Talented students from Southern Adventist University and around the community put their best foot forward during the School of Music’s annual Concerto Competition. Coordinated by Laurie Minner, associate professor at the School of Music, the competition culminates in a free performance on January 29 at 4 p.m. in the Colledgedale Church of Seventh-day Adventists. The following five students were selected as winners based on interpretation, accuracy, stage presence and memorization.
Walking up the stairs onto the stage in Ackerman Auditorium, Tyler Rand, sophomore music performance major and member of Southern’s Symphony Orchestra, mentally prepared himself to face the panel of judges waiting in the audience. Carrying the last movement of David Mullikin’s Oboe Concerto by memory, Tyler stepped into the spotlight, adjusted his oboe into the correct position, and began to play.
Tyler has had many experiences competing in music competitions. Unlike most auditions before, this time Tyler knew he had friends and staff who were with him every step of the way.
“I enjoyed the sense of community and support I felt throughout the competition,” Tyler said. “Other competitions get very cutthroat. It was nice to be competing with people instead of against people.”
Tyler has chosen for his solo the last movement of Mullikin’s Oboe Concerto. He said this fairly unknown exposition is one of the most exciting pieces he’s heard in a while.
“It’s not just the traditional classical repertoire,” Tyler said. “I enjoy bringing new music to audiences.”
Michael Pichette, senior music education major at Southern, is very comfortable playing the trumpet. After studying the instrument for the past ten years and being a member of Southern’s Symphony Orchestra, he has had plenty of experience performing. Despite this, Michael admitted that being in front of these judges was a bit more intense.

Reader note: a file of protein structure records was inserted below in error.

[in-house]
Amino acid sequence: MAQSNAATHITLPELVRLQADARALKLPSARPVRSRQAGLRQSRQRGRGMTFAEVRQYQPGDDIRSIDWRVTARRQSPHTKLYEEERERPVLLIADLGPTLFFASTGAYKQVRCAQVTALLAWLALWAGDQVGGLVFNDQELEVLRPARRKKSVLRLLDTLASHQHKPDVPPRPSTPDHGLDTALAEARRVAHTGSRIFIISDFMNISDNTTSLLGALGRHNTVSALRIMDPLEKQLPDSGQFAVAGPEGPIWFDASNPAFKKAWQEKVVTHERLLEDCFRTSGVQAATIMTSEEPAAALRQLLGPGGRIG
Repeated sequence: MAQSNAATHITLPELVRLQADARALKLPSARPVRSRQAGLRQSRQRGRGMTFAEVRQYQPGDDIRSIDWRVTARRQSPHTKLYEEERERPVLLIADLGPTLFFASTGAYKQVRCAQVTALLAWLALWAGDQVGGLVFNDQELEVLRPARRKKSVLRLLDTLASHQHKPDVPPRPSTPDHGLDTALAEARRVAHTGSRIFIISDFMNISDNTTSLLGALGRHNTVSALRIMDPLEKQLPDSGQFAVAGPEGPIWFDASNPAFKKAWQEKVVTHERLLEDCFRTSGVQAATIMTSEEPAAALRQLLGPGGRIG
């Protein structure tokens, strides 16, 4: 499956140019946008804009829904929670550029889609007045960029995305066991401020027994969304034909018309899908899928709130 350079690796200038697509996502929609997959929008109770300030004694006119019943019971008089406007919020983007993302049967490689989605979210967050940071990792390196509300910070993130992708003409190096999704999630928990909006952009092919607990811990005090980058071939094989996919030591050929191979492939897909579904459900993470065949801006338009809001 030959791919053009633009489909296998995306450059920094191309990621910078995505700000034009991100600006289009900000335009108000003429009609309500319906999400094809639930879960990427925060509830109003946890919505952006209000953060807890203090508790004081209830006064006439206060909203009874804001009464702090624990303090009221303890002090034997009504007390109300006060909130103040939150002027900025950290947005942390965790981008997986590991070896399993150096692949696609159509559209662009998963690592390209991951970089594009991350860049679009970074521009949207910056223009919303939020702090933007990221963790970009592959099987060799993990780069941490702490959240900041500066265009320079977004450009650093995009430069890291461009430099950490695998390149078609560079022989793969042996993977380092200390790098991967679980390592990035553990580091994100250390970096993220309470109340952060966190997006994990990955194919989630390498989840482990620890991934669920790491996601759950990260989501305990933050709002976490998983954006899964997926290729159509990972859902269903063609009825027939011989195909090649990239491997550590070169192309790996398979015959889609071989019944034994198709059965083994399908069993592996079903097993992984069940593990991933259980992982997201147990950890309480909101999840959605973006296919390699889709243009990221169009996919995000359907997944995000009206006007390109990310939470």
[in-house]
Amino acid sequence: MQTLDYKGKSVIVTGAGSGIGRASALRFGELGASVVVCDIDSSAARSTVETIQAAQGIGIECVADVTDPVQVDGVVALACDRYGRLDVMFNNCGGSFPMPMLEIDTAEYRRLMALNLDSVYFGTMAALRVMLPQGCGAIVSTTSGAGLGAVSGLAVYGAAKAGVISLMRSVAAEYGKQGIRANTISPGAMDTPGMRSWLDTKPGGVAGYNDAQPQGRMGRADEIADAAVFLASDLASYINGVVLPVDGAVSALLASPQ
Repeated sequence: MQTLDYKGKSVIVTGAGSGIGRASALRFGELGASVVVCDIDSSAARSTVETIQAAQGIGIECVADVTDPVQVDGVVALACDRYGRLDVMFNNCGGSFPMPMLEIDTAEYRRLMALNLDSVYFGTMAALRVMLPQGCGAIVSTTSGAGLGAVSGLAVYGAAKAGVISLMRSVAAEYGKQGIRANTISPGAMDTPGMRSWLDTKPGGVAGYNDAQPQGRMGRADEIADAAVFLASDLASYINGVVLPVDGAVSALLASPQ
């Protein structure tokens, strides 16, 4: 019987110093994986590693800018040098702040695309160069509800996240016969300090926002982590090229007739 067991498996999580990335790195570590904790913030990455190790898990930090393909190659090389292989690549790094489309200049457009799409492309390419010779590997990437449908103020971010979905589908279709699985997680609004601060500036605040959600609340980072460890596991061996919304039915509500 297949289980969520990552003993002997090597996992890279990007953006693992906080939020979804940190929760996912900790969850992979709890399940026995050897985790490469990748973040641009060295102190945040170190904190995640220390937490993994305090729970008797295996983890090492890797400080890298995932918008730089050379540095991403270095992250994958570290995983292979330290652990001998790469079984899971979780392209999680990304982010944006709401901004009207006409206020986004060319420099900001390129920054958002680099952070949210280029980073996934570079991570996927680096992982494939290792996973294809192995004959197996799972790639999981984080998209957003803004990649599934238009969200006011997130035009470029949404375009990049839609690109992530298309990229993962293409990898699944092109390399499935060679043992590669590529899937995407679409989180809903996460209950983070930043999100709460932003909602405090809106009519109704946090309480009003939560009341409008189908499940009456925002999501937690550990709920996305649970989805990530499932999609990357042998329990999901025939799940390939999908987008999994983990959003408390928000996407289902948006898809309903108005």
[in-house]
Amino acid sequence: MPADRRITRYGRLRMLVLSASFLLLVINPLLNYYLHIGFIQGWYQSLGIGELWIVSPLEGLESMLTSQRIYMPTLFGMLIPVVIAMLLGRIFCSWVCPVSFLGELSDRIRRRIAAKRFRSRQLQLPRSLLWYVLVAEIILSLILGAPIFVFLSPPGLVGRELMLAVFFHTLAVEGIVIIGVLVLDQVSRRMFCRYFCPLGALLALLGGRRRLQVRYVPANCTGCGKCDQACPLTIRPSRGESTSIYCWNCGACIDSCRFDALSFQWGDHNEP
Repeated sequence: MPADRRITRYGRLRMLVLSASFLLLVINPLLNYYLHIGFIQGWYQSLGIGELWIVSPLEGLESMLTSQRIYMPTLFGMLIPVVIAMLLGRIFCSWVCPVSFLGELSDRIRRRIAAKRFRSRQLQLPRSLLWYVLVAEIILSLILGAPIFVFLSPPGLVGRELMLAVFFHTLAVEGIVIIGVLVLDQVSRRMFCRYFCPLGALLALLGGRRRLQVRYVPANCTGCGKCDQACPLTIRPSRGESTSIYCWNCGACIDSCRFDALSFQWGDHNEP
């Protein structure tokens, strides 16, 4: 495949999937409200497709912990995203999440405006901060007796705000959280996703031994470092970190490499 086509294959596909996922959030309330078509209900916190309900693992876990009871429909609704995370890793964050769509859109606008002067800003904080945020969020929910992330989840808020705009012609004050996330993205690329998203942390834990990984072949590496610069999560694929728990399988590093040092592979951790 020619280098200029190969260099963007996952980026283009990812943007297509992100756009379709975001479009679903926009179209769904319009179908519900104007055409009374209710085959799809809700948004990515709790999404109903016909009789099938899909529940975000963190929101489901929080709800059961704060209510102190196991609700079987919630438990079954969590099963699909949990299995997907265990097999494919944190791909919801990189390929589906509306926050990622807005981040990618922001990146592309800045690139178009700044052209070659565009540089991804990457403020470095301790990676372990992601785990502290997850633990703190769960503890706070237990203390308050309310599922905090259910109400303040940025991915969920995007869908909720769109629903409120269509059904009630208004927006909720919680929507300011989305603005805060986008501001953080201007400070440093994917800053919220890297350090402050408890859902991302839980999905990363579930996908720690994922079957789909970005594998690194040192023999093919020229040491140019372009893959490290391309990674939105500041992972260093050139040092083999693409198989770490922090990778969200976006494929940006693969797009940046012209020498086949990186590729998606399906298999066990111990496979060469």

“Performing for judges that know the piece you’re playing raises the bar and turns up the adrenaline,” Michael said.
Turns out the energy he felt while performing helped instead of hindered as he was named one of the winners of the competition. Now Michael is planning to have that adrenaline help him again during the solo he will perform at the Concerto Competition Concert.
“It’s a unique experience,” Michael said. “Not a lot of people get the chance to have an orchestra learn their accompaniment while they perform a big solo.”
For his solo, Michael has chosen the first movement of Neruda’sTrumpet Concerto in Eb major since there is not a lot of standard repertoire in the piece. What makes his solo so unique is that Michael composed his own cadenza ending for the piece and he looks forward to performing it at the concert.
Annabelle Kyle, sophomore psychology major, has been playing the violin since she was five, including recent stints with Southern’s Symphony Orchestra. During the final round of auditions, she admits being quite nervous. Two minutes into the performance, however, she had forgotten all about the judges and was just having fun. That led to a satisfaction that transcends results.
“When I played the last note of my piece during the auditions, I knew I had truly done my best, no matter what the outcome of the results happened to be.”
Fortunately for Annabelle, the results turned out to be positive. When the judges announced the five winners, she was on the list. Annabelle has chosen to play a movement of Mendelssohn’s Violin Concerto in E minor for the Concerto Competition Concert.
And while performing a solo with the orchestra does represent the fulfillment of a lifelong dream and countless hours of training, Annabelle is keeping the event in perspective.
“Getting to play with the orchestra while wearing a fancy dress will be fun!”
The School of Music was excited to have students not only from Southern, but also from neighboring universities audition for the Concerto Competition. Lee University students Knar Abrahamyan, senior piano performance and communication major, and Matthew Wilkinson, junior piano performance major, heard of the Concerto Competition from friends who had won in the past. They decided to audition and were both selected for their excellent performances on the piano.
For Knar’s solo, she chose to play the first movement of Scriabin’s Piano Concerto in F sharp minor, seeing it as a fresh and beautiful piece the audience will enjoy. Matthew chose the first movement of Rachamaninov’s Piano Concerto No. 1 in F sharp minor, since he has played it since high school and feels a strong connection to the piece.
“I’m looking forward to experiencing the dynamic of soloing in response to a full ensemble,” Matthew said.
With the promise of excellent performances from the winners, Minner and others are looking forward to one of the Symphony Orchestra’s most popular annual concerts. The Concerto Competition Concert will be held on January 29 at 4 p.m. at the Collegedale Seventh-day Adventist Church. The event is free and open to the public.